Posts Tagged ‘Health’

I’ll just be honest. I don’t like having a broken foot. I don’t like spending most of my day on our futon. The futon isn’t that cozy. And my “to-do” list is growing.

I don’t like watching my husband do a good share of the cooking, cleaning and laundry. I know that might sound silly, but I am definitely ready to jump back into having a mobile life again. I want my freedom back. For three weeks I’ve been unable to carry anything and unable to drive and there’s barely one position that works comfortably well for sleeping these days.

I know that sounds like a lot of complaining. The truth is there’s nothing to really complain about. I know this is temporary. It’s obviously not in the top 10 of medical issues that deserve extreme sympathy. Not even close. And I’ve got a great husband who is taking good care of me. As I write, he’s downstairs doing the dishes. How can I complain?

I’ve had my moments of frustration and even self-pity. My to-do list grows and the house is a little dusty, but I’ve also felt new compassion for people who have truly long-term health challenges. That is one of the gifts in this season of inconvenience. Sure the scooter was sort of fun, until I experienced the awkwardness of it running out of juice in the middle of a busy aisle at Costco. And then came the looks of pity from passers-by. I have been humbled to ask for help when there was no other way. 

There have been other unexpected discoveries. I’ve seen how just hobbling around in a boot with crutches seems to break barriers. Perhaps it comes from being in an obvious place of vulnerability. All sorts of people have opened up conversations with me that I’m quite sure never would have otherwise.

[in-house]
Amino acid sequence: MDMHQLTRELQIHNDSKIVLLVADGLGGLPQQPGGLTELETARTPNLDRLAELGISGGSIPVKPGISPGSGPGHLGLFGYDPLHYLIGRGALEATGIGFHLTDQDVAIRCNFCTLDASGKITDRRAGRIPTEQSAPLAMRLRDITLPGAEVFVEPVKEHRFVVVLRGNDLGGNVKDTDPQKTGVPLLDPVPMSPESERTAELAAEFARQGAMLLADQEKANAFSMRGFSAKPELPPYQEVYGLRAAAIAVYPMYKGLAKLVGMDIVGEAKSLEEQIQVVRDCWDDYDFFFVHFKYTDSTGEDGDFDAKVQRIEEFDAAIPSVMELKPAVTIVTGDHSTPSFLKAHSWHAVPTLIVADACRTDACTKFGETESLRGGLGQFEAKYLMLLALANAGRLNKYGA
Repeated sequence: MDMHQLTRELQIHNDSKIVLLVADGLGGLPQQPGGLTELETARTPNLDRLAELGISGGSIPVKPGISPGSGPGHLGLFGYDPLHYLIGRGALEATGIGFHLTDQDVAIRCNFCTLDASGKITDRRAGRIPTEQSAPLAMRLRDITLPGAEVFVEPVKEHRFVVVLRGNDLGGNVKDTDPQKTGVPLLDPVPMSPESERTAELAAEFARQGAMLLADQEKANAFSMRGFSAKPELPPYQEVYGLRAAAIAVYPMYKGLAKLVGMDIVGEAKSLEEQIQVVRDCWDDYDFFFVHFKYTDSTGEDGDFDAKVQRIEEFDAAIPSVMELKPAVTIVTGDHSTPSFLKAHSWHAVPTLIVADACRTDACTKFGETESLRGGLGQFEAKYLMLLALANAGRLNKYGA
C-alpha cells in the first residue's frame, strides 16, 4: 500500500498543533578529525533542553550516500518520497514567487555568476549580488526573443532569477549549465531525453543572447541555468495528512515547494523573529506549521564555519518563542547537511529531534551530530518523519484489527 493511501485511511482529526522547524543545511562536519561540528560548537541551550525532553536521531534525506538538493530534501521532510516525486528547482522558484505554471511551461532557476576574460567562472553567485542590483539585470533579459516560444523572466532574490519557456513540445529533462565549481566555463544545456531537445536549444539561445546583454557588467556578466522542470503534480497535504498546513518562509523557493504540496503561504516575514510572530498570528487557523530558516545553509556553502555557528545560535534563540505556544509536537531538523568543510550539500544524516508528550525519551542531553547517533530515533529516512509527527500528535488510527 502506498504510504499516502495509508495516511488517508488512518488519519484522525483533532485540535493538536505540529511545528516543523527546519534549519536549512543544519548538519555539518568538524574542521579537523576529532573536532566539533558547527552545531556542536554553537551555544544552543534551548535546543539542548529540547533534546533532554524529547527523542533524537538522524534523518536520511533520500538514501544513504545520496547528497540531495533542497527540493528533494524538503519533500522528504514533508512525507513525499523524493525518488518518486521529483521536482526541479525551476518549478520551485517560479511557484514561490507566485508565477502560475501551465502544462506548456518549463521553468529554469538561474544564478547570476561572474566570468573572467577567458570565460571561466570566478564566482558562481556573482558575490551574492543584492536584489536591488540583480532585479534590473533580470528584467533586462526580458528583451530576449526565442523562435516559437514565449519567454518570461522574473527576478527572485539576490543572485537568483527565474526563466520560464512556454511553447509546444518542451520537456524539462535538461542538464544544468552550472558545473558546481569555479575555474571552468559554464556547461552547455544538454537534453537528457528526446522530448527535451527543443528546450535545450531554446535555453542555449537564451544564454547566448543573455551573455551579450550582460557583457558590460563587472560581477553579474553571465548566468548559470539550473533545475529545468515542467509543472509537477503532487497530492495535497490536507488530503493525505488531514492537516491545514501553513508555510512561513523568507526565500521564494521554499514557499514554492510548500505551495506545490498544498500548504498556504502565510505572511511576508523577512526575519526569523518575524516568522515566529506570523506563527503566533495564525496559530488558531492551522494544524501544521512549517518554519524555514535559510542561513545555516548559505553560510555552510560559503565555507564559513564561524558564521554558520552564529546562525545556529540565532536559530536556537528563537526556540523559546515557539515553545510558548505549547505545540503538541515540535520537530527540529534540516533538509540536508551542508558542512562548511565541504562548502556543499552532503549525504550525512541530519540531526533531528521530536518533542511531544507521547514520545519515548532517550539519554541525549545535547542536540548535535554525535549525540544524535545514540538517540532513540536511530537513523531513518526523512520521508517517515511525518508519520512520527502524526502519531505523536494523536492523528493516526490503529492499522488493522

People have gone out of their way to open doors, offered to help, given advice from personal experience with broken bones and extended encouragement. Total strangers have smiled and wished me well.

On the way home from the doctor, we got into long discussions with couples who sat next to us when we stopped for lunch. I think it ended up being a timely encouragement for all of us. Last week two women stopped me at Target, asking if they could pray for me. What a sweet gift. At the Ordway, two women shared a bunch of their life story with me while Brent went to get the car. When he picked me up, he was amazed at all I had learned in a mere 15 minutes. I love to hear people’s stories and am reminded to pray for them as they come to mind.

We know that God has purpose in this latest adventure he has us on, so we’re doing our best to sit up and take notice. We’re praying that the inconvenience, the extra sense of weariness we feel at the end of the night, and the momentary frustrations don’t get in the way of all he wants to show us. We don’t want to miss a thing. 


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I’m a graphic designer, so I love seeing when good design helps solve problems. I’m also intrigued with learning how  average people can take charge of their personal health. These two areas, health and design, might seem rather odd companions, but a recent “TED” talk married them quite nicely.

By the way, if you’re not familiar with